The large radar cross section of wind turbine generator (WTG) blades combined with high tip speeds can produce significant Doppler returns when illuminated by a radar. Normally, an air traffic control radar system will filter out large returns from stationary targets, however the Doppler shifts introduced by the WTG are interpreted as moving aircraft that can confuse radar operators and compromise safety. A possible solution to this problem that we are investigating is to incorporate an active layer into the structure of the WTG blades that can be used to dynamically modulate the RCS of the blade return. The active blade can operate in one of two modes: firstly the blade RCS can be modulated to provide a Doppler return that is outside the detectable range of the radar receiver system so that it is rejected: a second mode of operation is to introduce specific coding on to the Doppler returns so that they may be uniquely identified and rejected. The active layer used in the system consists of a frequency selective surface controlled by semiconductor diodes and is a development of techniques that we have developed for active radar absorbers. Results of experimental work using a 10GHz Doppler radar and scale model WTG with active Doppler imparting blades are presented.
Conventional (i.e. passive) radar absorbers are widely used for modifying the radar cross-section (RCS) of current
military platforms but such absorbers may not have adequate performance to satisfy future requirements. Active absorbers, however, offer the potential to overcome the so-called Rozanov performance limit and to enable additional 'smart' functionality such as monitoring damage, adaptive control of RCS or target appearance, Identification-Friend-or-Foe (IFF) and Absorb-While-Scan (AWS) This paper outlines the concept and basic properties of a novel type of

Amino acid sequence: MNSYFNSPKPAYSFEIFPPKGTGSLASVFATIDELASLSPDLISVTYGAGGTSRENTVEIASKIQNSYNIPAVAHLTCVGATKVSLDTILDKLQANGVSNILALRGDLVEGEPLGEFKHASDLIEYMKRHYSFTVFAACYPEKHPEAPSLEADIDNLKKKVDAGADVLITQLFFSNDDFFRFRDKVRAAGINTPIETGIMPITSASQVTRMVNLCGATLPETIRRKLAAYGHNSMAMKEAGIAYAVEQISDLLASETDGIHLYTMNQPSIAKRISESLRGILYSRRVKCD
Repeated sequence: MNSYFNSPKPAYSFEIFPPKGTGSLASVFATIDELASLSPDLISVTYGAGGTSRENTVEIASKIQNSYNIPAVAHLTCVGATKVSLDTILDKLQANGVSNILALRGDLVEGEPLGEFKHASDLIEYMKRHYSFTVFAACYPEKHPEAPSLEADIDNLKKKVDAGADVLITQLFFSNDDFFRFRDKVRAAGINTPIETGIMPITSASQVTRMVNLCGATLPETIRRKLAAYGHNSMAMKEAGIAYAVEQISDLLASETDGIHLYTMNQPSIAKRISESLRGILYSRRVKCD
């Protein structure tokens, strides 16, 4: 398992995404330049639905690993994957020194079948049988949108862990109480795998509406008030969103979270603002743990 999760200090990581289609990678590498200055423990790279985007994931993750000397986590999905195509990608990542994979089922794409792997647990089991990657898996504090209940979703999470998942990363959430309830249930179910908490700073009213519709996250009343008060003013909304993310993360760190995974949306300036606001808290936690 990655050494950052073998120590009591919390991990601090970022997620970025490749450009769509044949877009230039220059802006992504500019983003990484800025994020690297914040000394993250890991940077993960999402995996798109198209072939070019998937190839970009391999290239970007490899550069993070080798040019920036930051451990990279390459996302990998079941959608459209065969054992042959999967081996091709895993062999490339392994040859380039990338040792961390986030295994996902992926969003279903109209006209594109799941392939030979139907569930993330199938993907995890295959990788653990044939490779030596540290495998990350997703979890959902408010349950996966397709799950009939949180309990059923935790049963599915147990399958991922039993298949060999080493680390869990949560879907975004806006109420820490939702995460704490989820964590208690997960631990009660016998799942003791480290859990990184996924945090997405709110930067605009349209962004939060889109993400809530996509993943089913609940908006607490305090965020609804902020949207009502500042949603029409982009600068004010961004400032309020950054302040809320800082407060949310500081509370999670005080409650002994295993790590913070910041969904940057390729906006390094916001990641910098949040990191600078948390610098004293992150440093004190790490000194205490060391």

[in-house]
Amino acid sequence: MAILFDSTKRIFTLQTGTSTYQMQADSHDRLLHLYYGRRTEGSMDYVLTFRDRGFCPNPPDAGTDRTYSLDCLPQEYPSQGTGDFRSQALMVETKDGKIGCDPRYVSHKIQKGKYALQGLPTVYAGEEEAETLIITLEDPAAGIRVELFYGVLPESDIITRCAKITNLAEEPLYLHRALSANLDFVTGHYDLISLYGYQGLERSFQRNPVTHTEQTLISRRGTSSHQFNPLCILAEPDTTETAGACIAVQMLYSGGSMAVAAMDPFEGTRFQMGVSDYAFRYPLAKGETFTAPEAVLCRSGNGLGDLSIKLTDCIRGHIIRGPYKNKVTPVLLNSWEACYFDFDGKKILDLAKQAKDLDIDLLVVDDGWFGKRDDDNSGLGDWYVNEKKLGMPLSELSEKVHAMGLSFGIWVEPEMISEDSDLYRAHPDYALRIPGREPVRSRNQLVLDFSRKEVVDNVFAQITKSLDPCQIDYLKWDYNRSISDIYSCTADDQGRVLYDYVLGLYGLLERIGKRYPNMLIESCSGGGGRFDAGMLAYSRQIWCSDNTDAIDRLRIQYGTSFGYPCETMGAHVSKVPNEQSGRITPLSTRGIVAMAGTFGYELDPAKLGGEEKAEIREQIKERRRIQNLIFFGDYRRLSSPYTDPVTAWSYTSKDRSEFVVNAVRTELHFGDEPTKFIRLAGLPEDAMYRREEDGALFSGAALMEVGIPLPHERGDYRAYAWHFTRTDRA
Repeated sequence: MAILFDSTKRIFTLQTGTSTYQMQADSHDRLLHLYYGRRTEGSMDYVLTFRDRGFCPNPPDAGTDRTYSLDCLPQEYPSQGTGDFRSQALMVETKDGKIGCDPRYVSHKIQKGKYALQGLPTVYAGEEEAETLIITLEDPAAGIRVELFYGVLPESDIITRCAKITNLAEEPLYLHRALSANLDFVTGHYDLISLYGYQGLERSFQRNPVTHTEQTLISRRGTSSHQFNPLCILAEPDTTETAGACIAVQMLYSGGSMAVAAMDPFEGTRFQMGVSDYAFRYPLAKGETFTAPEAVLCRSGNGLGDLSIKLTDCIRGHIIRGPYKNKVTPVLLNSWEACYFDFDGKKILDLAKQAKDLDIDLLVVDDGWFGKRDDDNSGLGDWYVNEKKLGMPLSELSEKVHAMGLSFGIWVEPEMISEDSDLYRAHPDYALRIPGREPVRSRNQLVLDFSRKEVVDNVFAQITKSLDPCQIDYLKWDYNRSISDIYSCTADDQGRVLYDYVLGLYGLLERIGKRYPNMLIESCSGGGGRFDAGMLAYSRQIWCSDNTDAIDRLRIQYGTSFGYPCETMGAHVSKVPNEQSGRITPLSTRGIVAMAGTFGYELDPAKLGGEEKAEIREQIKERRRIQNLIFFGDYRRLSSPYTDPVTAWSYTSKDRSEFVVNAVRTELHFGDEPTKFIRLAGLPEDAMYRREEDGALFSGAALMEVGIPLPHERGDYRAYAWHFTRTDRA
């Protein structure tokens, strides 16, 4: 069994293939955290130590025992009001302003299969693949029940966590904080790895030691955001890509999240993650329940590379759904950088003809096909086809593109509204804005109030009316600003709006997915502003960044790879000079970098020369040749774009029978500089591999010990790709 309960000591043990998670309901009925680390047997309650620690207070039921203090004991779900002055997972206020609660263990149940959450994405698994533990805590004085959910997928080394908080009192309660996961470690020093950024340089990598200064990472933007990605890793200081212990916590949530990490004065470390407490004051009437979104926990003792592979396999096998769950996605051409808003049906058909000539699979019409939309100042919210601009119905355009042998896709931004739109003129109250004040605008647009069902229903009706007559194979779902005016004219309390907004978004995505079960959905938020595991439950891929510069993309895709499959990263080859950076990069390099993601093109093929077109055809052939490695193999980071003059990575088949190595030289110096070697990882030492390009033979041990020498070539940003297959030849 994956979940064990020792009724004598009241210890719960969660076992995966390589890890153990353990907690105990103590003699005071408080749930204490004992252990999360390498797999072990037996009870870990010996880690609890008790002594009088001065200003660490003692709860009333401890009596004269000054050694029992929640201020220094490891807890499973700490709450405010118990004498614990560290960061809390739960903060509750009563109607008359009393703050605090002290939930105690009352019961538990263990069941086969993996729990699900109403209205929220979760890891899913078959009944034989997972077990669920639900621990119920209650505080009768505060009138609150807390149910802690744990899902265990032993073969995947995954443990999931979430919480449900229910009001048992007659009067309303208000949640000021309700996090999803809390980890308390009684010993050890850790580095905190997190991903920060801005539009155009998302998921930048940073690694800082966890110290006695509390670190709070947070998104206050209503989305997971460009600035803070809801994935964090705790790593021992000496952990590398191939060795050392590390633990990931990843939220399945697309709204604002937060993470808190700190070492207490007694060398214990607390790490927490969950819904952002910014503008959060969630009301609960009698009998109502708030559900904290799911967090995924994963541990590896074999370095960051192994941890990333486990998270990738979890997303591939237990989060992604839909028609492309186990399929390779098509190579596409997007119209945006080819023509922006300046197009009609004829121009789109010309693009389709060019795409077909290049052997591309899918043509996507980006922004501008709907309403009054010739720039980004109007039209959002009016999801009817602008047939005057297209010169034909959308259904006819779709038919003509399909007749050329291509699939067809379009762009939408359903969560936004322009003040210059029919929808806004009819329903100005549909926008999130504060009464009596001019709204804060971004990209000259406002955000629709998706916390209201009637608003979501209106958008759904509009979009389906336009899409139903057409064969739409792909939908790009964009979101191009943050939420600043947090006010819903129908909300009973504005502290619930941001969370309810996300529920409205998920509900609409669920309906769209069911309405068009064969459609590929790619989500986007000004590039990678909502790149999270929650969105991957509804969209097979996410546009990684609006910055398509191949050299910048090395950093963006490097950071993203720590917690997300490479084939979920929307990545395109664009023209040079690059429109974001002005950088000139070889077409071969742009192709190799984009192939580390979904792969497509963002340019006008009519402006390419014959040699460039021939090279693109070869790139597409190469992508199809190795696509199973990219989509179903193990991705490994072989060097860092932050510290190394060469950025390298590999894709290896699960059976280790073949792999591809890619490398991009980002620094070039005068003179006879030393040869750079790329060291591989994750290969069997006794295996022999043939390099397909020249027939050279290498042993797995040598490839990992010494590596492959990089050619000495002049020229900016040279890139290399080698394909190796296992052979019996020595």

active radar absorber, the so-called Phase-Switched Screen (PSS). The basic PSS topology is then modified so as to enable it to operate as a smart radar absorber when used together with an external sensor and feedback control loop. The theoretical predictions are confirmed using data measured on transmission-line analogues of the smart PSS
A brief description of the theory of passive and active absorbers is presented followed by details of an experimental study into a new design of adaptive absorber. The absorber is a single-layer planar structure based upon the topology of a Salisbury screen, but in which the conventional resistive layer is replaced by an active frequency selective surface (FSS) controlled by pin diodes. The resulting structure has superior reflectivity-bandwidth characteristics compared to conventional passive absorbers of corresponding thickness. Experimental results are presented and compared to those obtained from a transmission line model, and show that the reflectivity response of the absorber can be dynamically controlled over the frequency band from 9-13GHz